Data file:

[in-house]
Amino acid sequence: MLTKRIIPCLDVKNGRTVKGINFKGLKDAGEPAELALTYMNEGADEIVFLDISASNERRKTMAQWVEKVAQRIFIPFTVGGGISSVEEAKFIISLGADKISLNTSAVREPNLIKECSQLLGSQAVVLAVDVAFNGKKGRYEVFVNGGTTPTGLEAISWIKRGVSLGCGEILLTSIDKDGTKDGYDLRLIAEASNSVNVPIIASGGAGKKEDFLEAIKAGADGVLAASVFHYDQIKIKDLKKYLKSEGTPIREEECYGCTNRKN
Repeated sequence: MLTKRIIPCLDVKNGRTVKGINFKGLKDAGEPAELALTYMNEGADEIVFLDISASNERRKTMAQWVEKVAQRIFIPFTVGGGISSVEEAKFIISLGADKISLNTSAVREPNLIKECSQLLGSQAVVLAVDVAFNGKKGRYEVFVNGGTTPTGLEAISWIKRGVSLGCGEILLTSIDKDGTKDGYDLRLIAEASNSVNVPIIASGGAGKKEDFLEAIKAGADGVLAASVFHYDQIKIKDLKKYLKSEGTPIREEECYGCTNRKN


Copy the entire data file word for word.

[in-house]
Amino acid sequence: MLTKRIIPCLDVKNGRTVKGINFKGLKDAGEPAELALTYMNEGADEIVFLDISASNERRKTMAQWVEKVAQRIFIPFTVGGGISSVEEAKFIISLGADKISLNTSAVREPNLIKECSQLLGSQAVVLAVDVAFNGKKGRYEVFVNGGTTPTGLEAISWIKRGVSLGCGEILLTSIDKDGTKDGYDLRLIAEASNSVNVPIIASGGAGKKEDFLEAIKAGADGVLAASVFHYDQIKIKDLKKYLKSEGTPIREEECYGCTNRKN
Repeated sequence: MLTKRIIPCLDVKNGRTVKGINFKGLKDAGEPAELALTYMNEGADEIVFLDISASNERRKTMAQWVEKVAQRIFIPFTVGGGISSVEEAKFIISLGADKISLNTSAVREPNLIKECSQLLGSQAVVLAVDVAFNGKKGRYEVFVNGGTTPTGLEAISWIKRGVSLGCGEILLTSIDKDGTKDGYDLRLIAEASNSVNVPIIASGGAGKKEDFLEAIKAGADGVLAASVFHYDQIKIKDLKKYLKSEGTPIREEECYGCTNRKN